Chechnya Ingushetiya Islam in Russia Islamism Nemtsov North Caucasus Putin Ramzan Kadyrov Russia US-Russian Relations

Nemtsov’s Murder: Islamist Footprint?

photo Zaur Dadaev

by Gordon M. Hahn

The origins of the murder of Yaroslavl Oblast assembly deputy and Russian opposition leader Boris Nemtsov are still unclear and may be forever. We are, after all, talking about Russia. However, news reports and the chief suspect’s own statements indicate that an Islamic/Islamist motive may have prompted the killing.

As reported by Putin opposition ‘Rain’ (Dozhd’) cable/Internet television on March 9th, when arraigned in court on March 8th Zaur Dadaev, Nemtsov’s purported confessed killer and his criminal group’s apparent ringleader, briefly addressed journalists. Speaking through the cameras to his mother he assured her he is well. He then added: “If someone there has decided, then they have decided. If they have not, then they have not. All the same, it will be the way they decide it will be. The mercy of the Almighty is enormous. We will not permit anyone to insult our Prophet Mohammed.”( [[On March 8th Dozhd’s Pavel lobkov reported that Dadaev had one phrase for journalists in the courtroom: “I love the Prophet Mohammad” (Part 2,]]

When the perpetrator declares his motive before television cameras, we need to take him at his word. This has to be at least one of the motives driving the plot, and cannot be negated by other motives suggested or evidenced by other facts.

RosBalt reported on the same day that Dadaev has already fully confessed to investigators and explained his crime as a response to Nemtsov’s perceived or real anti-Islamic statements: “Dadaev stated that in January 2015 he found out that Boris Nemtsov repeatedly issued negstive statements aimed at Muslims living on Russian territory, the prophet Mohammed, as well as the the religion of Islam itself. Being a strongly religious person, Zaur could not tolerate this.” (

Indeed, in his January 9th Ekho Moskvy article “Islamist Inquisition”, Nemtsov wrote something that in Europe might bring him a trial date and in the U.S. removal from his job, in particular as the leader of a democratic opposition group. He noted, among other things about Islam as he saw it, that we are experiencing “a medieval Islamic inquisition” that will require “a long struggle to defeat.” He added: “(I)f Christians live in the 21st century, then Muslims live in the 14th-15th. I note: in the 14th-15th centuries was the flowering of the inquisition, trials of heretics, and fires burning people to death” ( Thus, claims by democratic activists such as Ilya Yashin and Aleksandr Milov that Nemtsov never said anything derogatory about Islam are clearly false. They can be seen making these claims in the above-mentioned March 9th Dozhd’ TV news broadcast (see the link above) and elsewhere in the Russian opposition and Western media.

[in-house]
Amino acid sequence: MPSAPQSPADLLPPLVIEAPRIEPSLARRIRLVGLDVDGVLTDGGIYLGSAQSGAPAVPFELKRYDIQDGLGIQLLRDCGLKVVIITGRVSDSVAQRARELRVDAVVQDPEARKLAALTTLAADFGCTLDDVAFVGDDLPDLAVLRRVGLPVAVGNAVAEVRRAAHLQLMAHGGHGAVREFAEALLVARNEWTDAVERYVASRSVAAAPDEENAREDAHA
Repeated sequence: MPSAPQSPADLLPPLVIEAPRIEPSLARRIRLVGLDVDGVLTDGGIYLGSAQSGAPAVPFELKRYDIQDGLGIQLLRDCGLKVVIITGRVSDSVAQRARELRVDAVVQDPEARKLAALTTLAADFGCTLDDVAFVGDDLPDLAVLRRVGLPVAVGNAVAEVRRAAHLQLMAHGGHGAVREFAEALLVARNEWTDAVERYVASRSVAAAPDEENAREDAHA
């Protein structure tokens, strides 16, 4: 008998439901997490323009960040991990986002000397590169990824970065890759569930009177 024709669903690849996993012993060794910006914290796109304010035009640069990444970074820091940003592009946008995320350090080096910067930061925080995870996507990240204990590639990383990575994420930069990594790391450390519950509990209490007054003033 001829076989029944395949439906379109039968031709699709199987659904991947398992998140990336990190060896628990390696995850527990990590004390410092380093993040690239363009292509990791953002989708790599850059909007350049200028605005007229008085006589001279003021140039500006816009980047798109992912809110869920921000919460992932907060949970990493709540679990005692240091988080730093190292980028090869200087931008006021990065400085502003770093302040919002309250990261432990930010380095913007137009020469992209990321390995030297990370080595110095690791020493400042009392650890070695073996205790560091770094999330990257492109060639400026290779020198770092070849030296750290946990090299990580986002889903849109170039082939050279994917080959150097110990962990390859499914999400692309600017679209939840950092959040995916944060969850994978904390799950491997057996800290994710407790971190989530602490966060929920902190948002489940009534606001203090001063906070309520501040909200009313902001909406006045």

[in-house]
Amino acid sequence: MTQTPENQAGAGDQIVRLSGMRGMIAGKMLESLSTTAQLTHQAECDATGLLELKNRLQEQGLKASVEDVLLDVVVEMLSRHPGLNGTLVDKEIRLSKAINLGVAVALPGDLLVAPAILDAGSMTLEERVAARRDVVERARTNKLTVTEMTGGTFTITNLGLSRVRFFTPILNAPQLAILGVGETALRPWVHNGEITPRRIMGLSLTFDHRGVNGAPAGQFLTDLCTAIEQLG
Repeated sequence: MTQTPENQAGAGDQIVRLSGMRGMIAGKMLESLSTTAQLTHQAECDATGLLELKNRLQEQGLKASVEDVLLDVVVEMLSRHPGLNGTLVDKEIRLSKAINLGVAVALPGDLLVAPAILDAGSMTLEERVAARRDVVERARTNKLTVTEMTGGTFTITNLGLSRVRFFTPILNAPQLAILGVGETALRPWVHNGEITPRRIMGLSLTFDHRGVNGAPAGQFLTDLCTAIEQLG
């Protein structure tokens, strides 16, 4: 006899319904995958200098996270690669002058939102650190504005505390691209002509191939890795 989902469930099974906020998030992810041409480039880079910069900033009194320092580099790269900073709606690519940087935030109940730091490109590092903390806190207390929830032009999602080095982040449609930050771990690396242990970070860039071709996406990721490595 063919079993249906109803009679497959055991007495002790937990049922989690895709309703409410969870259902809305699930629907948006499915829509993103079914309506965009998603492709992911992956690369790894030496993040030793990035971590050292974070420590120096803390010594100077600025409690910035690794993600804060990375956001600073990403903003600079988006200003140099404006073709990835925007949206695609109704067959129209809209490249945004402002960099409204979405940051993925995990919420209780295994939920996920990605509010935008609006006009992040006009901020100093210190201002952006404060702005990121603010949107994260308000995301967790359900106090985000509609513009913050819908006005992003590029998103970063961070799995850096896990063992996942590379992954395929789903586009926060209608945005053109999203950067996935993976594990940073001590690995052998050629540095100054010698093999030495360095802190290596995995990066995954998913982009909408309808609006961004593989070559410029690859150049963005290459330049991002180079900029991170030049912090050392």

However, the murder could have come from additional motives and influences as well, in particular those defined by the fractious nature of Russian and Chechen politics. It could be that in the wake of the furor over the jihadists’ Charlie Hebdo terrorist attack in Paris and Nemtsov’s pro-Charlie Hebdo statements Dadaev was manipulated by people in the security fores and/or Kadyrov and his allies or opponents in Chechnya to kill Nemtsov on the basis of his offended religious feelings regarding Nemtsov’s pro-Charlie Hebdo statements. For Kadyrov or some around him the purpose could be a general destabilization of Russia on the backs of which he might gain his father’s (and many other Chechens’) dream of an independent Chechen state.